Longtime principal to retire after
15-year tenure at Attleboro school

By Kenneth J. Souza
Anchor Staff

ATTLEBORO, Mass. — Although she’s planned countless Open House sessions during her tenure as principal of St. John the Evangelist School in Attleboro, this year’s event on Sunday, January 27 is going to be somewhat bittersweet for Sister Mary Jane Holden, C.P., as she recently announced her plans to retire at the end of the academic year in June.


“I’m looking forward to retirement,” Sister Mary Jane recently told The Anchor. “But I’m looking forward to winding down a bit. I’m not saying I won’t do anything — I’ll still have responsibilities to my religious community — but it won’t be the daily grind and I think it’s time that we get someone new, someone with new ideas to move the school forward. We’re in a good place now, and we want to keep it that way. We want to withhold the reputation that we have.”

Much of that well-earned reputation can be credited to Sister Mary Jane, who has helmed the vibrant Catholic school for the past 15 years.

A member of the Sisters of the Cross and Passion religious order — more commonly known as the Passionist Sisters — Sister Mary Jane recently reflected on her accomplishments over the years and, in particular, her time in Attleboro.

“I enjoyed teaching and I’ve enjoyed administration,” she said. “But looking back, I think what’s foremost in your mind is the most recent (assignment), so that would be my time here at St. John’s.”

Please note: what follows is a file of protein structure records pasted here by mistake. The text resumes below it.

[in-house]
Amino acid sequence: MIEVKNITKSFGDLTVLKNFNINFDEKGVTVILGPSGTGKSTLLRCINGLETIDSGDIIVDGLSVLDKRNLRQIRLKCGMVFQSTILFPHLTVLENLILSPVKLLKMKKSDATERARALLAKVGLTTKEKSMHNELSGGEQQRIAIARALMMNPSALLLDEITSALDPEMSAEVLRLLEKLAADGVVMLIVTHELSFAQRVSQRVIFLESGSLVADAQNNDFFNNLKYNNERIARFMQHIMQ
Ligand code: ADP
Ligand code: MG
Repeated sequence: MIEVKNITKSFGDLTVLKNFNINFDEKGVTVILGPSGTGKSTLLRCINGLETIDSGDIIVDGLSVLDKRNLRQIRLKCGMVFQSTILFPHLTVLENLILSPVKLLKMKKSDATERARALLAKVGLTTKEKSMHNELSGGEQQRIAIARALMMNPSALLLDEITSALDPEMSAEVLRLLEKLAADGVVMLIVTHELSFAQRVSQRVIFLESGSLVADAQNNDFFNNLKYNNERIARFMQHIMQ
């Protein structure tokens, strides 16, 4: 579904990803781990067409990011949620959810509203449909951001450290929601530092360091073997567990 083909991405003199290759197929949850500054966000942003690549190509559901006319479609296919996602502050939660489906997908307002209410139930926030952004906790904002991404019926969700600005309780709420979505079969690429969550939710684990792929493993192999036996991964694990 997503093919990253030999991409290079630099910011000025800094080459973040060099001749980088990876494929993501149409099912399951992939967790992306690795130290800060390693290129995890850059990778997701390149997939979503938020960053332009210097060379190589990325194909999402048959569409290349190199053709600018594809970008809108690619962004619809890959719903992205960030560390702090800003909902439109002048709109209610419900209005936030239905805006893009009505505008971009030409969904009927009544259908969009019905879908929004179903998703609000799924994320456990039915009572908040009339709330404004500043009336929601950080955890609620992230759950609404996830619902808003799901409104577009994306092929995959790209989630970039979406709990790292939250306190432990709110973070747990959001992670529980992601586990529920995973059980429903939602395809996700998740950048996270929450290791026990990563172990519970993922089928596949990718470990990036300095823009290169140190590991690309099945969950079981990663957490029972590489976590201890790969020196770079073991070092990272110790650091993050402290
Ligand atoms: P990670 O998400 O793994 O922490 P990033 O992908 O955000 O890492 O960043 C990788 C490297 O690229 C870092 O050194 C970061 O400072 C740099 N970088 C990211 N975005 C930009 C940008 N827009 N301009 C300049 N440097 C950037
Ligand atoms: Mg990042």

Founded and based in Manchester, England, the Passionist Sisters have a provincial house in Rhode Island, where Sister Mary Jane resides, and are involved in everything from education to parish work, from retreat work to pastoral care. Before coming to the Fall River Diocese, Sister Mary Jane taught at schools in New York, Connecticut and Rhode Island, and for a brief time she even managed a section-eight elderly housing facility where her mother was living.

“I went into housing just by accident, but that helped me with my (job here), because I left education for a time,” Sister Mary Jane said. “My mother was living in a building and the manager knew me and she asked me if I could help for the summer. That summer turned into a few years, but I learned a lot and I was able to bring that experience with me.”

While she’s justifiably proud of the reputation that St. John the Evangelist School has earned in recent years, Sister Mary Jane is quick to point out that she’s had a lot of help along the way.

“We do have a good reputation and I think mostly it’s because everybody works together,” she said. “Any success that we’ve achieved, we achieved it together. I mean the faculty has been so responsive and willing to move along as things have changed. They’ve embraced technology and everything else as we try new things and when we saw the need for the addition to the school, the parents got together and we were able to pay that off within three years, without having to borrow a cent from the diocese. It’s just a wonderful community of people who help out and I couldn’t say enough about all of the people who have shared in the responsibility for the success of the school. It’s been marvelous.”

With a current enrollment of 253 students in pre-K through grade eight — an estimated 80 percent of whom are members of St. John the Evangelist Parish — it’s a rare Catholic school success story at a time when others are struggling to keep their numbers up and their doors open.

“Of course, we do accept students who aren’t parishioners and we welcome them,” Sister Mary Jane said. “But I think it’s a unique thing to many parish schools and I think that’s very good. And we already have quite a few applications for next year, so we’re very happy about that. Whoever takes over, they will have a pretty full school.”

There have been so many high points during her tenure at St. John the Evangelist, but Sister Mary Jane will always be the most proud of the new wing that was added onto the school in 2013 containing a library media center, new music room, and technological upgrades like Apple TVs and Smartboards in every classroom and iPads for all the students.